Soaring cocaine violence in Uruguay threatens reputation as stable nation

Uruguay’s main port faced a setback sixteen years ago when one of its two drug detecting cargo scanners fell into the sea during delivery. Since then, cocaine smuggling through Montevideo’s port has surged, leading to a record number of containers handled last year. This increase in drug trafficking has fueled gang violence and tarnished Uruguay’s reputation as a stable nation.

The closure of the U.S. Drug Enforcement Administration (DEA) office in Montevideo in 2019 worsened the situation. Despite Uruguay’s pleas for the DEA’s return, there are no immediate plans for it. With the U.S. prioritizing fentanyl-related issues over cocaine, reinstating the DEA office is not a priority.

European nations, the primary receivers of cocaine passing through Uruguay, have limited presence in counter-narcotics efforts. Uruguay finds itself isolated in combating drug trafficking, with a rise in violence and strained law enforcement.

Uruguay’s struggles with drug trafficking are exacerbated by its political history and complacency regarding the scale of the issue. Despite recent efforts to improve port security with additional cargo scanners, gangs like Brazil’s First Capital Command pose a growing threat.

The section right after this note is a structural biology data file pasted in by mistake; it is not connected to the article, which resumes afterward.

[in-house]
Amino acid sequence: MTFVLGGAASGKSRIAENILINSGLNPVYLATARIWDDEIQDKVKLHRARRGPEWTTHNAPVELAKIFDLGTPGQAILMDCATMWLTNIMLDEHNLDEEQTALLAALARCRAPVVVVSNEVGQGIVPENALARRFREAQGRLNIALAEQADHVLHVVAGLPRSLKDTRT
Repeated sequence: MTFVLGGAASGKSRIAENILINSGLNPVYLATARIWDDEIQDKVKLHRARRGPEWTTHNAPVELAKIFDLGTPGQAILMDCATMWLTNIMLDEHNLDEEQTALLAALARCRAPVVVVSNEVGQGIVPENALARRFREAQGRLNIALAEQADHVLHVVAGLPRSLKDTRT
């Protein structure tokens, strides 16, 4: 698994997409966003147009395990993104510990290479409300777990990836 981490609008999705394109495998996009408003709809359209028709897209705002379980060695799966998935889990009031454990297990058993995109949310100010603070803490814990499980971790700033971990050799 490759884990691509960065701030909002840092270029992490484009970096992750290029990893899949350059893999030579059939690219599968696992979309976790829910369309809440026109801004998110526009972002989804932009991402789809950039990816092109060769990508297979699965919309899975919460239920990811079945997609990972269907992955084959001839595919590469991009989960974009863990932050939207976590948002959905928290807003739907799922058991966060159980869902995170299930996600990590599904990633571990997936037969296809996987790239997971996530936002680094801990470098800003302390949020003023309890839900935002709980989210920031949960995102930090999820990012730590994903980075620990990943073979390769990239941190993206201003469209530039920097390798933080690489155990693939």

The DEA’s departure from Uruguay was prompted by difficulties in cooperation and budgetary constraints, aggravated by Washington’s focus on fentanyl. Despite growing concerns about cocaine trafficking to non-U.S. markets, attention remains disproportionately directed towards fentanyl-related issues.

Both U.S. and Uruguayan authorities agree on the need for more significant involvement from European nations in combating drug trafficking in the region. However, European representation remains minimal, leaving Uruguay in a vulnerable position.

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